Why is an expulsion prevention policy important for my program?
Research tells us quality early childhood programs that nurture positive learning and social–emotional development have positive effects on the lives of young children and families. The success of young children in child care settings is closely tied to their social, emotional, and behavioral development.
National data shows a troubling number of children are being expelled from programs. Not only are the practices of suspension and expulsion linked with long-term negative outcomes, it also represents a missed opportunity to identify and address the needs of a high-risk group of children.
The newly revised NH Child Care Licensing Rules (see pages 81-82) includes language specific to preventing the expulsion of children from child care due to challenging behaviors.
A 12-minute TED Talk that provides an excellent overview
What is expulsion?
The complete and permanent removal of a child from an educational system, e.g., child care center (Gilliam & Shahar, 2006). Terminating the enrollment of a child or family in the regular group setting because of a challenging behavior or a health condition (Caring for Our Children; National Health and Safety Performance Standards Guidelines for Early Care and Education Programs, 3rd edition).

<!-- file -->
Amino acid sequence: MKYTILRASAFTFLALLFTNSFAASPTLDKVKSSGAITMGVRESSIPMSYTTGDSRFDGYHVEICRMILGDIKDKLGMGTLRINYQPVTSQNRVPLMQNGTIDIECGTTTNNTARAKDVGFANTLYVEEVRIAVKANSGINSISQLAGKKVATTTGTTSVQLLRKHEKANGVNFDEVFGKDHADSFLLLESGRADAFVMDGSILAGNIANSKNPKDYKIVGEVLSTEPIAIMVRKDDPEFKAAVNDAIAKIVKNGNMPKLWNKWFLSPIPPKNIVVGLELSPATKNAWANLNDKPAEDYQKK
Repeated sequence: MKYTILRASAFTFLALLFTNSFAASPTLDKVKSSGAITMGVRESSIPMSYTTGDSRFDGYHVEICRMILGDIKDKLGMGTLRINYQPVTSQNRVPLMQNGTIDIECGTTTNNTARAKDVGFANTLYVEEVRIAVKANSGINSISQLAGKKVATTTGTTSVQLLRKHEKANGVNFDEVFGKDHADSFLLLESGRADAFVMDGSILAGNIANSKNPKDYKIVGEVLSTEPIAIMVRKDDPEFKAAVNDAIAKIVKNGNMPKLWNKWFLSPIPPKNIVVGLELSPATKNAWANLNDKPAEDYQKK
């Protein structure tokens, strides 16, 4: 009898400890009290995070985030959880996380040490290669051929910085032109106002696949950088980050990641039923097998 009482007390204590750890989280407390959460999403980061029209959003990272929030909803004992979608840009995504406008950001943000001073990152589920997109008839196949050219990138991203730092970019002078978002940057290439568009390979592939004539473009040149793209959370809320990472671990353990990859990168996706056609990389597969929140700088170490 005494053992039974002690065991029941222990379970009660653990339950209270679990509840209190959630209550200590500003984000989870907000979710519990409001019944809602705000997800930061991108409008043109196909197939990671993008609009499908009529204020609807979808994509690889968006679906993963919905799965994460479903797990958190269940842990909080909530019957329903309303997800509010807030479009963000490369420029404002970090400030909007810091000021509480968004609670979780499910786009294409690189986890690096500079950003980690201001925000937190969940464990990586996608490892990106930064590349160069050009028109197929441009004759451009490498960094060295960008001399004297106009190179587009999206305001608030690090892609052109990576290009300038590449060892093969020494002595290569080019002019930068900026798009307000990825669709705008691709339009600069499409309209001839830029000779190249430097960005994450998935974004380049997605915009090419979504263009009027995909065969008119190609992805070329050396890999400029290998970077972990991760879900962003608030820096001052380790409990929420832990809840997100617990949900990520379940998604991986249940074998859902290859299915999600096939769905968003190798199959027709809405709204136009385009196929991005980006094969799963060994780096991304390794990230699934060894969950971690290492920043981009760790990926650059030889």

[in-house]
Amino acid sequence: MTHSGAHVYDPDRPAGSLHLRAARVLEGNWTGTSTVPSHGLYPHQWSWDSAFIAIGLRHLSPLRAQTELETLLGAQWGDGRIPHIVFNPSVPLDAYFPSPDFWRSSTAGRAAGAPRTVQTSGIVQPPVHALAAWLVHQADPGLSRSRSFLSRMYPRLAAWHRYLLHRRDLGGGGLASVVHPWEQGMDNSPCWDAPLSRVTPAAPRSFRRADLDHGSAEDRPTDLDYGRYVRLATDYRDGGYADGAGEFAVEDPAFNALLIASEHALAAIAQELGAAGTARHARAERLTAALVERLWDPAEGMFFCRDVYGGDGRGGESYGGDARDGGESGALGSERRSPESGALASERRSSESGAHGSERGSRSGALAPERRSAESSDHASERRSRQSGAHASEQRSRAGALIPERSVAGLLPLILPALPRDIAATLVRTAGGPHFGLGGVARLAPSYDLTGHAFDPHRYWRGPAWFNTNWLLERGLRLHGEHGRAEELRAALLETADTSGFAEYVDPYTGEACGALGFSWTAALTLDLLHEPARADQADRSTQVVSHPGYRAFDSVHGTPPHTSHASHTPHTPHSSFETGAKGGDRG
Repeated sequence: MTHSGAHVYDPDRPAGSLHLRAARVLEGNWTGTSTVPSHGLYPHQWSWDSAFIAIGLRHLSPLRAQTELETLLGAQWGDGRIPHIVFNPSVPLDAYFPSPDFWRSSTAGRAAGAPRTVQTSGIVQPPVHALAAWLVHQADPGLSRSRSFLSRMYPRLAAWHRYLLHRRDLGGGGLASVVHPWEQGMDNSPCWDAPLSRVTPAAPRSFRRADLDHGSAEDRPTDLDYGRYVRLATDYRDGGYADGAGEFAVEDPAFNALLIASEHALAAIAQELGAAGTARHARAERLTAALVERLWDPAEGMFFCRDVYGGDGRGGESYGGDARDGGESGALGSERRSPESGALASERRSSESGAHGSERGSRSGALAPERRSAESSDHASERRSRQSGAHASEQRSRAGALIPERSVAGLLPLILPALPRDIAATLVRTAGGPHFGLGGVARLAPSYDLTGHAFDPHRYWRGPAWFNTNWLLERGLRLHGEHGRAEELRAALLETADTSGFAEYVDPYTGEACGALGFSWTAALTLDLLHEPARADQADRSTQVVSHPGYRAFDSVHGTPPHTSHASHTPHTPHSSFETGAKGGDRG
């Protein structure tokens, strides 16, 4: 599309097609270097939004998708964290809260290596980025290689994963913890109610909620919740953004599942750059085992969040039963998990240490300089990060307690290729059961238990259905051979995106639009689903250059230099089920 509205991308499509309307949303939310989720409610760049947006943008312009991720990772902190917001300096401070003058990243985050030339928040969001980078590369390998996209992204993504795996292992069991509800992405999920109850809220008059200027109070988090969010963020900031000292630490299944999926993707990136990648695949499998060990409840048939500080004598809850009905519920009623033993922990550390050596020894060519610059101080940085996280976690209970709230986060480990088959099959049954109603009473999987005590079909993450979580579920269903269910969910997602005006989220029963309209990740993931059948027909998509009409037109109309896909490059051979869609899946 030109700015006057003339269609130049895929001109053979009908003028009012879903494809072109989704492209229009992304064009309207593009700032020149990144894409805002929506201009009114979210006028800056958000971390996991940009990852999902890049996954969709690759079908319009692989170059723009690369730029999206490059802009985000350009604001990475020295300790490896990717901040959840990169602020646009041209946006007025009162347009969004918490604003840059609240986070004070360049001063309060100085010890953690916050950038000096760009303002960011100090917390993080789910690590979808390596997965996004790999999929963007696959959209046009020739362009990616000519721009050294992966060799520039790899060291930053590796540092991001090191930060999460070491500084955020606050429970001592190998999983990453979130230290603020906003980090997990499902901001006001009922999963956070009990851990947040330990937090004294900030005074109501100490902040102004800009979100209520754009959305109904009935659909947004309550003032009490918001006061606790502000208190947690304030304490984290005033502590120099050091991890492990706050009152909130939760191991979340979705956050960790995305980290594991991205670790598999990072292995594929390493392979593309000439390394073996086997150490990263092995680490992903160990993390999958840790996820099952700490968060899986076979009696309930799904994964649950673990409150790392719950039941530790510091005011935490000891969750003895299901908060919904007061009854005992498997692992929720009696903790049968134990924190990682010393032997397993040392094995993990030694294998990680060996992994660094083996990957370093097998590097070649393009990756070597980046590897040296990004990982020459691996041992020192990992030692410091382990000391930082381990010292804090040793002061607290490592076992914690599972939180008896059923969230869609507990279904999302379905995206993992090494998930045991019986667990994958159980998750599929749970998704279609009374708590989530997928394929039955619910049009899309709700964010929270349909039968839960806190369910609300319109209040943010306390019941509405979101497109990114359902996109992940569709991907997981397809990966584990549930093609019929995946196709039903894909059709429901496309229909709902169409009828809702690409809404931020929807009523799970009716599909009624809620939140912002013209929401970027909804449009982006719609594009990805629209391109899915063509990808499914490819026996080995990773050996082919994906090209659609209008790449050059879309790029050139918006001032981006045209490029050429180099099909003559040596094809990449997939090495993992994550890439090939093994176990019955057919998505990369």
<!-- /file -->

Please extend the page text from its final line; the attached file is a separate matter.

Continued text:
What is suspension?
Reduction in the amount of time a child may be in attendance of the regular group setting, either by requiring the child to cease attendance for a particular period of time or reducing the number of days or amount of time that a child may attend. Requiring a child to attend the program in a special place away from the other children in the regular group setting is included in this definition (Caring for Our Children; National Health and Safety Performance Standards Guidelines for Early Care and Education Programs, 3rd edition).
What are challenging behaviors?
Any behavior that makes it difficult for a young child to be successful in a group environment. Such behaviors interfere with a child’s ability to positively interact with others and may disrupt the learning process or even pose health and/or safety risks. Such behaviors often frustrate adults because the behaviors do not respond to typical behavior intervention strategies (Izen and Kalinowski, 2010). Any repeated pattern of behavior that interferes with or is at risk of interfering with optimal learning or engagement in prosocial interactions with peers and adults (Powell, Fixsen, Smith, & Fox, 2007).
Resources to learn more about what expulsion is and why it’s important to prevent:
For support on writing your expulsion prevention policy contact CCAoNH for Technical Assistance
Access additional support through the Preschool Technical Assistance Network (PTAN).
The goal of the PTAN Child Care Inclusion Project is to support child care providers so that they can successfully include children who have challenging behaviors and/or other special needs thus reducing the need to suspend or expel a child and family from their child care program. Skilled and knowledgeable PTAN consultants provide telephone and on-site consultation, depending upon the intensity of need.